Should your clients consider in-service withdrawals?Article added by Eric Taylor on October 9, 2012
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So, where can consumers and their financial professionals look to add relative safety, along with growth opportunities, to their retirement planning? One option involves using what is called an in-service withdrawal.
Consumers nearing retirement — and the financial professionals who serve them — today face one of the most challenging decisions they will ever have to make: how to secure enough retirement income to last a lifetime. Unfortunately, the unsettled global economy and volatile financial markets make this question harder than ever to answer.
In the U.S., a sluggish recovery and prolonged low interest rates have put the brakes on growth for many retirement portfolios. Meanwhile, the European sovereign debt crisis looms like a dark cloud over the global economy, adding unseen risks to even conservative asset allocations.
So, where can consumers and their financial professionals look to add relative safety, along with growth opportunities, to their retirement planning? One option involves using what is called an in-service withdrawal to transform some of the assets in a 401(k) plan into retirement savings that:
An in-service withdrawal provides a way for active workers who are nearing retirement — typically age 59½ and older — to move assets from their employer-sponsored 401(k) plan or another qualified retirement plan into an individual retirement annuity without suffering income taxes or penalties.
- Can be guaranteed in terms of principal protection
- Can provide lifetime income for both an owner and spouse, if desired
- Offer growth opportunities, no matter how Wall Street performs or what the Federal Reserve decides to do with interest rates
While an in-service withdrawal is not for everyone, they are an option for many plan participants age 59½ and older. In fact, 90 percent of defined contribution plans allow in-service withdrawals, according to a recent study by consulting firm Aon Hewitt.1 It is important to keep in mind, however, that each plan may have its own set of restrictions and limitations.
By moving a portion of your client’s funds from a 401(k) into a vehicle such as a fixed index annuity (FIA) held as an IRA, consumers can take some market risk out of their retirement portfolio. Consider that in today’s volatile, low interest rate environment, both equity funds and bond funds are susceptible to dramatic declines in value, which could force plan participants to scale back their retirement goals or even continue working longer than they wished. The lesson is simple: Don’t put more into the market than you can afford to lose.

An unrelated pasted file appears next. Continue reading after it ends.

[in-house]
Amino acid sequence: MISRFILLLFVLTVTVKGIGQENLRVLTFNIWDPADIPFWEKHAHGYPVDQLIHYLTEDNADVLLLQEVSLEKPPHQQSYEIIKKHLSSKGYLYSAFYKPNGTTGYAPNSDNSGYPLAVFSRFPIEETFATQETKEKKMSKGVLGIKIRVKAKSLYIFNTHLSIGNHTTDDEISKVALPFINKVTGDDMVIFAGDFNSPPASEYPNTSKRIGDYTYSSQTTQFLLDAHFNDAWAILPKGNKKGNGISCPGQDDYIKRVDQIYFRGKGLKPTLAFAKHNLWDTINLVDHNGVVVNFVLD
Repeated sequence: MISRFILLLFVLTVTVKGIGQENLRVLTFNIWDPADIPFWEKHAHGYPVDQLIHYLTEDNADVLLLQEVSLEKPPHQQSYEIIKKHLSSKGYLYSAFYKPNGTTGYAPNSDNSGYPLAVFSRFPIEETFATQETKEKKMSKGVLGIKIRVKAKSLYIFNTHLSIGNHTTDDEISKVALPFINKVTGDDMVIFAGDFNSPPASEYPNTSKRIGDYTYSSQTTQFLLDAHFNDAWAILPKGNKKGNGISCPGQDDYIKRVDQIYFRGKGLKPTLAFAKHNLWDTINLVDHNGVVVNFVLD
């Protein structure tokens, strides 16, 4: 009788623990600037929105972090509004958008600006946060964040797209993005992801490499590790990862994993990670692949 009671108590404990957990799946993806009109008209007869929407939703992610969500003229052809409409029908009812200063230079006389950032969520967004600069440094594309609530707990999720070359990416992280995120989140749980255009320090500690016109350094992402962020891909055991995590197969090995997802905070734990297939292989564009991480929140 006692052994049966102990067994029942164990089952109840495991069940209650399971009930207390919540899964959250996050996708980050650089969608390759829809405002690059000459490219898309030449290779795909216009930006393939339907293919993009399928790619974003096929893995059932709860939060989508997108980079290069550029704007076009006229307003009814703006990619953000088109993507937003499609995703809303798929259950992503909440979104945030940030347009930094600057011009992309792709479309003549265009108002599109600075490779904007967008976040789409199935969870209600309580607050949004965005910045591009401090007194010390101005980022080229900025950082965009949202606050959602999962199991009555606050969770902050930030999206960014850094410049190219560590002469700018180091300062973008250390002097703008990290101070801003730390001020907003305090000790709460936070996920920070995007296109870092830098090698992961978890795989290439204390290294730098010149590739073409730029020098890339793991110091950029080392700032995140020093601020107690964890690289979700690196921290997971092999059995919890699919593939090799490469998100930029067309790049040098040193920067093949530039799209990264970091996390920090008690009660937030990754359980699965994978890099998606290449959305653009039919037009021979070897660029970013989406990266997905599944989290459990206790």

Utilizing an in-service withdrawal from a 401(k) to fund an FIA held as an IRA can provide a consumer with principal protection, options to create guaranteed income for life and the potential to significantly outperform other conservative options.
Today, financial advisors and insurance agents can readily find a seven-year FIA offering a guaranteed yield of 2 percent with index crediting choices that increase the growth potential to 4 percent2. Compare these yields to other popular alternatives that also offer relative safety: The average national return on a five-year CD was recently 1.48 percent, according to bankrate.com as of September 24, 2012.
Even more telling, compare FIA yield opportunities to money market fund yields inside a 401(k): In general, these are returning substantially less than 1 percent3. Another conservative option, stable value funds, are available only to about half of
401(k) participants, according to a December 2011 report by the Employee Benefits Research Institute. Yet neither option offers the ability to plan for future lifetime income.
How would an in-service withdrawal look in real life? Let’s consider this hypothetical example:
James is a 59-year-old who wants to retire in the next five to seven years. He has been contributing to his 401(k) for many years and has amassed a balance of $400,000. Over the past several years, James has witnessed dramatic swings in his 401(k) balance. Now he wants to take some of his market downside risk off the table and add some retirement income guarantees.
James discusses his retirement plans with his financial professional, and they decide to shift part of his 401(k) funds into an individual retirement annuity. James checks with his employer to make certain that he is eligible for an in-service withdrawal.
James’ plans call for principal protection, the opportunity for growth and guaranteed income for life, so they choose a fixed index annuity with an optional rider that enables him to maximize his lifetime withdrawals based on his retirement schedule.
He directly rolls over $200,000 into a fixed index annuity established as an individual retirement annuity.
When James turns 65 and retires, he chooses to begin receiving payments under his rider. He is guaranteed to receive approximately $15,000 each year for the rest of his life, regardless of how the stock and bond markets perform. Along with his other retirement resources, including the remaining assets in his 401(k), James can rest much easier knowing that his future is more secure.
Most plan participants age 59½ and older would like to know that there are solutions to protect the money they’ve worked so hard to accumulate over the years. They may not need to wait until retirement to take action. An age-based, in-service IRA rollover, paired with a retirement income vehicle such as a fixed index annuity, can help ensure clients protect their nest egg and create the lifetime income they’ll need to retire on their terms, not the market’s.
 2011 Trends & Experience in Deﬁned Contribution Plans, Aon Hewitt, 2011
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